SALT LAKE CITY (ABC4) – In our legal system, capital punishment is the ultimate charge that can be applied to a case. Although executions are legal in this country, only half of U.S. states allow it as an option for prosecutions. Utah is one of those states that allow the death penalty. But recently over the last three years, there has been a push at the Utah State Legislature to eliminate it.
The State of Utah has quite a history with the death penalty. The U.S. Supreme Court case, Furman v. Georgia in 1972 put a hold on executions. But that decision was later overturned in the Gregg v. Georgia case in 1976. Utah then became the first state in nearly ten years in the country to execute a prisoner, Gary Gilmore after that ruling. In total, seven people have been executed in Utah in modern times — the last one being in 2010.
The legal process for capital punishment cases can be quite costly. According to the Utah Commission on Criminal and Juvenile Justice, their 2018 study found the average cost of an execution was at least $237,900 more than a life in prison without parole sentence. A Utah study from 2012 found that the difference could go up to as much as $1.6 million per case.
Sen. Daniel McCay of Riverton is the lawmaker who plans on running another bill again in the upcoming legislative session to try and abolish the death penalty in the State of Utah. He joined ABC4’s Rosie Nguyen on the CW30 News at 7 p.m. for an IN FOCUS discussion to talk about what changed his mind about capital punishment, why he is deciding to sponsor this legislation, and why it thinks it has a better chance of passing this session.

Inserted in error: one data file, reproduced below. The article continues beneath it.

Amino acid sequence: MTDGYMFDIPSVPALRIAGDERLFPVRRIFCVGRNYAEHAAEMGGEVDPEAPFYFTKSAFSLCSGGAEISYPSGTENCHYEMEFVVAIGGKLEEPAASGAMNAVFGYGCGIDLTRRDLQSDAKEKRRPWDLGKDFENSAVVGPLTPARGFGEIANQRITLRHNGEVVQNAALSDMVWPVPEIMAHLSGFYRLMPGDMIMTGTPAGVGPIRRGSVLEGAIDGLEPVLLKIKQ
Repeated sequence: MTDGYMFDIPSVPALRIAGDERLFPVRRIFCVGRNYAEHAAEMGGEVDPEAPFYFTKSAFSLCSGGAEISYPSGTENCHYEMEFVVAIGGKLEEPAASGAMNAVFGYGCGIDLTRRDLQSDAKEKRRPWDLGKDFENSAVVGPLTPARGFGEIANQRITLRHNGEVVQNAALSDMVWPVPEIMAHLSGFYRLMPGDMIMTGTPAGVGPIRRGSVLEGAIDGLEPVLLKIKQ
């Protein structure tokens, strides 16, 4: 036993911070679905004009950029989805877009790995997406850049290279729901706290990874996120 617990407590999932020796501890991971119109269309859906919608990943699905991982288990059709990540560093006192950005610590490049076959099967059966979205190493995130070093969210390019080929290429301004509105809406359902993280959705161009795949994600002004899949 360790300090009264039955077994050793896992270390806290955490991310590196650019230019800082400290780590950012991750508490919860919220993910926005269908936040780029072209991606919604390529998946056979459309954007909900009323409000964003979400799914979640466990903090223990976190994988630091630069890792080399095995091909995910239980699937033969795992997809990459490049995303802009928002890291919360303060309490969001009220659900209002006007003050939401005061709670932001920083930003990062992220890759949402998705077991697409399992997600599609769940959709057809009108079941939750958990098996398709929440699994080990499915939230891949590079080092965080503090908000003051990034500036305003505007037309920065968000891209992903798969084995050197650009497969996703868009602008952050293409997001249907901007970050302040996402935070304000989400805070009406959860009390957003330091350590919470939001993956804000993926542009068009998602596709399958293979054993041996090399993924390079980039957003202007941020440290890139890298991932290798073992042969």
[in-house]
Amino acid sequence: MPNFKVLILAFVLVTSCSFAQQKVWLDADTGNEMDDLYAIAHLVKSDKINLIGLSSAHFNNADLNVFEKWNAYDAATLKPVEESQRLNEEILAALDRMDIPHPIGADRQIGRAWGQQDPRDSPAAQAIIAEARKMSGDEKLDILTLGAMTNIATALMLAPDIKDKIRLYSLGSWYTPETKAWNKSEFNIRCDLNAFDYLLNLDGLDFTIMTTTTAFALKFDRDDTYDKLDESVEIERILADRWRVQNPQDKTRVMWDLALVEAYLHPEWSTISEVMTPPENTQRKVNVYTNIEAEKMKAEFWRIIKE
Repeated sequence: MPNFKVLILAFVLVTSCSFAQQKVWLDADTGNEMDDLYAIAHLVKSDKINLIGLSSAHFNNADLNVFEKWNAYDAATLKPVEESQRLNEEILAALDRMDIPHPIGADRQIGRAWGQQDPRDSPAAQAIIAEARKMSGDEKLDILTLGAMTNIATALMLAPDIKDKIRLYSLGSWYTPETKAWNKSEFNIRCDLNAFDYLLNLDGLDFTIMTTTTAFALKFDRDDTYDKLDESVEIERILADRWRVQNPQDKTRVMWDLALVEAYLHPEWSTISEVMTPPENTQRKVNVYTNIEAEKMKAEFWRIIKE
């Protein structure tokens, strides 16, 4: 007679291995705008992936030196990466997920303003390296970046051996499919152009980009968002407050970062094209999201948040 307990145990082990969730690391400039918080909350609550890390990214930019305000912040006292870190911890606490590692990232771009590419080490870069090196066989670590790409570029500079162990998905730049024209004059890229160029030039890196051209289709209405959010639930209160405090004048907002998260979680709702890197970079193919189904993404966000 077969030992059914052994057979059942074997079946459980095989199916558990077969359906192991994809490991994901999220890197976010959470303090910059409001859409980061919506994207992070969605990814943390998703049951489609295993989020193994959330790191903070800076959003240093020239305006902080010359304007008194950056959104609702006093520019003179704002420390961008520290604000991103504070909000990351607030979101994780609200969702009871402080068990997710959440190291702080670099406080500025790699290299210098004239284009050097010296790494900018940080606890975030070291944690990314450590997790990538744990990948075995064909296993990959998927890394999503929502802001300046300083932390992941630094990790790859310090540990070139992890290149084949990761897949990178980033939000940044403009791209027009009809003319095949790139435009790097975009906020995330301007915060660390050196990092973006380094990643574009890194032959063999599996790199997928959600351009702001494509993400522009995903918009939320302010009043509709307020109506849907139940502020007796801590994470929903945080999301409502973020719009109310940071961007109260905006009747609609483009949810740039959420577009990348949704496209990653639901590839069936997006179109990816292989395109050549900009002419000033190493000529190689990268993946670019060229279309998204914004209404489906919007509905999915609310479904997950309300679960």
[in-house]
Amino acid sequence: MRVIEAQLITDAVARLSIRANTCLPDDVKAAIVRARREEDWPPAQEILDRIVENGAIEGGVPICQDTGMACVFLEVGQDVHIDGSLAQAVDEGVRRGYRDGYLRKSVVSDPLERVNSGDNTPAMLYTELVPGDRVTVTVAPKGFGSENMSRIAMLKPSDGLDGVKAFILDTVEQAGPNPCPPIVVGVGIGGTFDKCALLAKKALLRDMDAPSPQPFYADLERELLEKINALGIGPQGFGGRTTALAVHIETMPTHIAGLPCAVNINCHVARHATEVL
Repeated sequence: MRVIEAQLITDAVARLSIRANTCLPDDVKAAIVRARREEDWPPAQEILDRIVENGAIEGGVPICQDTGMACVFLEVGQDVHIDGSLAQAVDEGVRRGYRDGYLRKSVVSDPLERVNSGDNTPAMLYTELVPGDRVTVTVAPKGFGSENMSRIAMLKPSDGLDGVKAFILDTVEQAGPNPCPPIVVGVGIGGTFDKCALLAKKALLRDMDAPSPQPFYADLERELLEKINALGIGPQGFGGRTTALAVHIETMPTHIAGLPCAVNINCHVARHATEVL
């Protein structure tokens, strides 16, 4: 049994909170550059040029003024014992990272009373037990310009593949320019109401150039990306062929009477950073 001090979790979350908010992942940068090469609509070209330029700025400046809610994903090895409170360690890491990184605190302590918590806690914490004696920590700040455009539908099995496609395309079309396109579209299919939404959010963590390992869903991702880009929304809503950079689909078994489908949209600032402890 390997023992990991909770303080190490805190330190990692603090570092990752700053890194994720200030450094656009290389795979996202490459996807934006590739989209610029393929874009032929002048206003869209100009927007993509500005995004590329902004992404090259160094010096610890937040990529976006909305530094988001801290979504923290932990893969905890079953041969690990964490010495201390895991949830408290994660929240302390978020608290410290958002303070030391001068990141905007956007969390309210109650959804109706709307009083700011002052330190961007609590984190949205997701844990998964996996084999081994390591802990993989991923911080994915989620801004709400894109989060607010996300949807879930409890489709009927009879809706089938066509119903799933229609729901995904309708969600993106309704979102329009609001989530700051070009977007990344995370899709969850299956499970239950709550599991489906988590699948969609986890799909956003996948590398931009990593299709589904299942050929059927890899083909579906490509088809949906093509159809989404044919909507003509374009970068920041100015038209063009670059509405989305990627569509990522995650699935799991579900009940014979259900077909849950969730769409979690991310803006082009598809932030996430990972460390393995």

The initial guest scheduled to provide their perspective on why they want to keep the death penalty in Utah was unable to attend the live IN FOCUS discussion at the last-minute. But Rep. Paul Ray of Clearfield, who is also a lawmaker who supports keeping capital punishment in the state sent ABC4 News this statement:
“Almost every legislative session we consider a bill attempting to do away with the death penalty and every year it fails to make it through the process. If we want to continue pushing this issue, I believe it should go in front of voters. Let the people of Utah decide. While this issue is highly controversial and emotional, it is important we keep victims and their families at top of mind. Their voices should be at the forefront of the conversation.”Rep. Paul Ray of Clearfield
To watch the full IN FOCUS discussion with Sen. McCay, click on the video at the top of the article.
Catch IN FOCUS discussions with ABC4’s Rosie Nguyen weeknights on the CW30 News at 7 p.m.